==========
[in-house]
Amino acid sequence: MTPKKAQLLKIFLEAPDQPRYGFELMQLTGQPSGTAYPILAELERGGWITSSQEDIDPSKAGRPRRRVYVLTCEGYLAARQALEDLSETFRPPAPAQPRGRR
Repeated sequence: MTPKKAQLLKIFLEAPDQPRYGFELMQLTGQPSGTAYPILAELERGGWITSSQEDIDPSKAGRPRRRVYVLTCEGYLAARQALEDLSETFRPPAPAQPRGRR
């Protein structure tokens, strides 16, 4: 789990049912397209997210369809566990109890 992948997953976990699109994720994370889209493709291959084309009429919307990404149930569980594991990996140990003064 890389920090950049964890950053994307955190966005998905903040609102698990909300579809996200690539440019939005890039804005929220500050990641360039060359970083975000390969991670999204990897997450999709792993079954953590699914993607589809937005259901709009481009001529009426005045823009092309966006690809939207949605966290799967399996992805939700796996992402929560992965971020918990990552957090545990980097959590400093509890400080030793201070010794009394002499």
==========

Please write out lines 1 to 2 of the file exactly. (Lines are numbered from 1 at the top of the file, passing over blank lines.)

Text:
[in-house]
Amino acid sequence: MTPKKAQLLKIFLEAPDQPRYGFELMQLTGQPSGTAYPILAELERGGWITSSQEDIDPSKAGRPRRRVYVLTCEGYLAARQALEDLSETFRPPAPAQPRGRR